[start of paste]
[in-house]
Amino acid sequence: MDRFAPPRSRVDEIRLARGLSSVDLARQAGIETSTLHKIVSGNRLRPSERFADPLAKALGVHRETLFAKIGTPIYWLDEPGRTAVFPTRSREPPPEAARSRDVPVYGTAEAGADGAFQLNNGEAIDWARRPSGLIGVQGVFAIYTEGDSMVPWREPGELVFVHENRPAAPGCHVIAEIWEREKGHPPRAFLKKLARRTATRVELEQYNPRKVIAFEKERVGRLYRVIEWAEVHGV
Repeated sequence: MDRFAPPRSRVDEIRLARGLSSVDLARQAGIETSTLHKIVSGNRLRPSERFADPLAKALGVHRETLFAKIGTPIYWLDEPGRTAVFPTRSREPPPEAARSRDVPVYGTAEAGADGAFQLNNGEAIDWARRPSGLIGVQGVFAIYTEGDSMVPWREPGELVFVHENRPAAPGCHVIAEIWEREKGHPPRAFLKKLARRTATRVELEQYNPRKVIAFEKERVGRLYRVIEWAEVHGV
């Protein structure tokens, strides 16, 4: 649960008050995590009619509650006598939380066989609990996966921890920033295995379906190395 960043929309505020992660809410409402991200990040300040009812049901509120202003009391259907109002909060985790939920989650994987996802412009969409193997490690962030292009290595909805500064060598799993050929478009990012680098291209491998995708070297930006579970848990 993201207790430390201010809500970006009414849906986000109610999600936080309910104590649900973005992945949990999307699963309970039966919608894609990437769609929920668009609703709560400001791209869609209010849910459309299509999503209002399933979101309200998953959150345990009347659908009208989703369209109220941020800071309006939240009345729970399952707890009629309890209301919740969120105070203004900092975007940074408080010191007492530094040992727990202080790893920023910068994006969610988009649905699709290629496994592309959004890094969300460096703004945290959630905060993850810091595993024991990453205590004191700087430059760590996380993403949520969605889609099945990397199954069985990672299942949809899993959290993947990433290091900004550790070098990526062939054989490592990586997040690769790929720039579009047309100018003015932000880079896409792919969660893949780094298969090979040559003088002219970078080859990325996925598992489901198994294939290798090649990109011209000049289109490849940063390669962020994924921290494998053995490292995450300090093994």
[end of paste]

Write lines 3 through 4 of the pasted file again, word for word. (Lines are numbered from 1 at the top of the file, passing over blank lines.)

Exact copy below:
Repeated sequence: MDRFAPPRSRVDEIRLARGLSSVDLARQAGIETSTLHKIVSGNRLRPSERFADPLAKALGVHRETLFAKIGTPIYWLDEPGRTAVFPTRSREPPPEAARSRDVPVYGTAEAGADGAFQLNNGEAIDWARRPSGLIGVQGVFAIYTEGDSMVPWREPGELVFVHENRPAAPGCHVIAEIWEREKGHPPRAFLKKLARRTATRVELEQYNPRKVIAFEKERVGRLYRVIEWAEVHGV
């Protein structure tokens, strides 16, 4: 649960008050995590009619509650006598939380066989609990996966921890920033295995379906190395 960043929309505020992660809410409402991200990040300040009812049901509120202003009391259907109002909060985790939920989650994987996802412009969409193997490690962030292009290595909805500064060598799993050929478009990012680098291209491998995708070297930006579970848990 993201207790430390201010809500970006009414849906986000109610999600936080309910104590649900973005992945949990999307699963309970039966919608894609990437769609929920668009609703709560400001791209869609209010849910459309299509999503209002399933979101309200998953959150345990009347659908009208989703369209109220941020800071309006939240009345729970399952707890009629309890209301919740969120105070203004900092975007940074408080010191007492530094040992727990202080790893920023910068994006969610988009649905699709290629496994592309959004890094969300460096703004945290959630905060993850810091595993024991990453205590004191700087430059760590996380993403949520969605889609099945990397199954069985990672299942949809899993959290993947990433290091900004550790070098990526062939054989490592990586997040690769790929720039579009047309100018003015932000880079896409792919969660893949780094298969090979040559003088002219970078080859990325996925598992489901198994294939290798090649990109011209000049289109490849940063390669962020994924921290494998053995490292995450300090093994």